FIG. 7 illustrates a wireless mobile communication device from the exemplary personal area network of FIG. 1, according to an embodiment of the present application.

DETAILED DESCRIPTION

A network connection establishment protocol is made more secure by directly associating a mode in which a device does not actively scan for inquiry messages from nearby devices (non-discoverable mode) with a mode in which messages intended to initiate the establishment of a wireless network connection are rejected (non-pairable mode) in a combined closed (non-discoverable/non-pairable) mode. Advantageously, rather than allowing incoming pairing requests even when a device is non-discoverable, the device in the closed mode rejects all pairing requests. Responsive to specific initiation, the device may enter an “open” (combined discoverable/pairable) mode, in which the device does actively scans for, and responds to, inquiry messages from nearby devices (discoverable mode) and a mode in which messages intended to initiate the establishment of a wireless network connection are accepted (pairable mode). The device may be preconfigured to revert from the open mode to the closed mode after a given duration of time or after a given number of pairings have been completed.

In accordance with an aspect of the present application there is provided a method of enhancing security of wireless communications at a device. The method includes providing an open mode, in which frequencies are scanned for incoming address inquiries and pairing of the device with a requesting device may be initiated whenever a request is received to establish wireless communications, and providing a closed mode, in which frequencies are not scanned for incoming address inquiries and pairing is not initiated when a request is received to establish wireless communications. In other aspects of the application, there is provided a computer readable medium for adapting a processor to carry out this method.

In accordance with another aspect of the present application there is provided a mobile communication device. The mobile device includes an antenna, a receiver and a controller. The controller is adapted to, in an open mode, instruct the receiver to use the antenna to scan for incoming address inquiries and initiate pairing of the device with a requesting device responsive to receiving a request to establish wireless communications and, in a closed mode instruct the receiver not to scan for incoming address inquiries and transmit a refusal message to a requesting device responsive to receiving a request to establish wireless communications.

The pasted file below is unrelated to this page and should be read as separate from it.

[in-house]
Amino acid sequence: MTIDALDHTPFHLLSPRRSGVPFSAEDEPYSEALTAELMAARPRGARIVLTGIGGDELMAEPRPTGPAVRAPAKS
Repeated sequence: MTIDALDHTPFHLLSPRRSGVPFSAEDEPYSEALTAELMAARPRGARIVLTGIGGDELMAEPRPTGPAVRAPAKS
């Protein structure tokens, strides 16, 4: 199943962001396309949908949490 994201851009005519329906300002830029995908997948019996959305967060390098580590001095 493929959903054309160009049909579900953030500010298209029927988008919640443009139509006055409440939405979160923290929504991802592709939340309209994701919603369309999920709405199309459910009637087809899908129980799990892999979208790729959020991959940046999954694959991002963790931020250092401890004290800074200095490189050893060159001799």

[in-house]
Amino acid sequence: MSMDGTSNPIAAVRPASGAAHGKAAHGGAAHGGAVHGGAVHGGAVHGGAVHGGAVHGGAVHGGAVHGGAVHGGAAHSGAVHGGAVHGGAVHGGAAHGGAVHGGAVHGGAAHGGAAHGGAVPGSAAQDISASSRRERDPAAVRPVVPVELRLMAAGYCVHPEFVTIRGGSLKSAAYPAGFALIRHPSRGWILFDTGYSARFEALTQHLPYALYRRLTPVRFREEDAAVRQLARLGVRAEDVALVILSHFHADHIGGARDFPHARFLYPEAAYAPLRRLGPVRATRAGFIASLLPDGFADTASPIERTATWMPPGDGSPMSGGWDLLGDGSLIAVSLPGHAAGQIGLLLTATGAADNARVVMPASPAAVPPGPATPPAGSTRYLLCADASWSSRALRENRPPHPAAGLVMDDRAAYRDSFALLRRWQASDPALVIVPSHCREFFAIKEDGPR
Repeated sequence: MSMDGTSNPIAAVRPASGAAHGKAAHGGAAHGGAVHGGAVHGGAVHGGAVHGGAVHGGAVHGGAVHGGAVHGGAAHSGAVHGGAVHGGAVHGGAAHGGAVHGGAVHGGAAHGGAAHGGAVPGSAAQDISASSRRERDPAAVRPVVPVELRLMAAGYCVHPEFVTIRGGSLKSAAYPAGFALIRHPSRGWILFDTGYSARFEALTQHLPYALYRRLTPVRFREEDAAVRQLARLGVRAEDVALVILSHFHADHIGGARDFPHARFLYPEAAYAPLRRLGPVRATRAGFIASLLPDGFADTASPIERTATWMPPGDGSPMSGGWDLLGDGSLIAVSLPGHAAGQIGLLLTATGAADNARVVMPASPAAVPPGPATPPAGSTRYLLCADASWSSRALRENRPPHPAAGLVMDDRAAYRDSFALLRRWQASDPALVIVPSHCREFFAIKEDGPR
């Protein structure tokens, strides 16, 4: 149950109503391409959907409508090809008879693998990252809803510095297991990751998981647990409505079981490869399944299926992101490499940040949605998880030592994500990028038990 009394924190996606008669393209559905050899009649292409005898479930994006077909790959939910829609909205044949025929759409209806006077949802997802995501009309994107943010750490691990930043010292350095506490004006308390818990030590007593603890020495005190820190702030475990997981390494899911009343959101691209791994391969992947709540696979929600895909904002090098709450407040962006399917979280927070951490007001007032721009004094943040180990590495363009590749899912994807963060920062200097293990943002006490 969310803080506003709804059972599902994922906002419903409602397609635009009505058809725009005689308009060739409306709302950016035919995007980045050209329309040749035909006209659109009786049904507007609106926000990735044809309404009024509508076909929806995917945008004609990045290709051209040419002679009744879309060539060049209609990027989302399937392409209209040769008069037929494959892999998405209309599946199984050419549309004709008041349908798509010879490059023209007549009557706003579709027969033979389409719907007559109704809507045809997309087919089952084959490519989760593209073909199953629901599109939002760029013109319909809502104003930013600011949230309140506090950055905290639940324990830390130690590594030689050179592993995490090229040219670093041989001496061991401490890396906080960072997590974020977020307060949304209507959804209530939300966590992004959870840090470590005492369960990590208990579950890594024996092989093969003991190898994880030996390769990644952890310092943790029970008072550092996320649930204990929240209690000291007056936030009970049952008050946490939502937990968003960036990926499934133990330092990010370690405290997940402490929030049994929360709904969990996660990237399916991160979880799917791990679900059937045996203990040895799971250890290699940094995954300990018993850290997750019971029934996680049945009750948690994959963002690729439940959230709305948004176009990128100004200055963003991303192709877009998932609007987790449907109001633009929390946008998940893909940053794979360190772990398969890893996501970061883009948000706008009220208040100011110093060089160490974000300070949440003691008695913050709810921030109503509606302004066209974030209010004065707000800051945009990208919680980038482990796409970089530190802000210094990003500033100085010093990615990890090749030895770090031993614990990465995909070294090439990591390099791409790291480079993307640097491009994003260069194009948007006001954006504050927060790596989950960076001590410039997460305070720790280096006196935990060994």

Other aspects and features of the present application will become apparent to those of ordinary skill in the art upon review of the following description of specific embodiments of the application in conjunction with the accompanying figures.

FIG. 1 illustrates an exemplary small-scale wireless network 100 including five elements, where each of the elements has been adapted to use a network connection establishment protocol, e.g., Bluetooth. The elements include a mobile communication device 102, a PDA 104, a printer 106, a digital camera 108 and a personal computer 110. As illustrated in FIG. 1, the mobile communication device 102, the PDA 104, the printer 106 and the digital camera 108 communicate with the personal computer 110 using Bluetooth. Additionally or alternatively, the mobile communication device 102 may have a separate Bluetooth connection with the PDA 104.

Modes of operation for an exemplary known Bluetooth device are illustrated in FIGS. 2A, 2B and 2C.

As illustrated in FIG. 2A, when the Bluetooth function is available on a device, the device may be in one of two states with respect to the function. By default, the Bluetooth function may be disabled (Bluetooth off state 202 in FIG. 2A). A user may employ a user interface, including a user input device, on the device to actively toggle 212 the device from the Bluetooth off state 202 to a Bluetooth on state 204. Equally, when the device is in the Bluetooth on state 204, the user may toggle 214 the device to the Bluetooth off state 202.

When a first device is first placed into the Bluetooth on state 204, the first device may be in a non-discoverable mode 222 (FIG. 2B) by default. A user intent on forming a connection between the first device and another device may then toggle 232 the first device from the non-discoverable mode 222 to a discoverable mode 224. In the discoverable mode 224, as will be expanded on hereinafter, the first device scans predetermined radio frequencies to receive messages from other devices attempting to discover nearby devices that are both in the Bluetooth on state 204 and in the discoverable mode 224. Upon receiving such a message from another device, the first device may send a response that includes the Bluetooth address of the first device.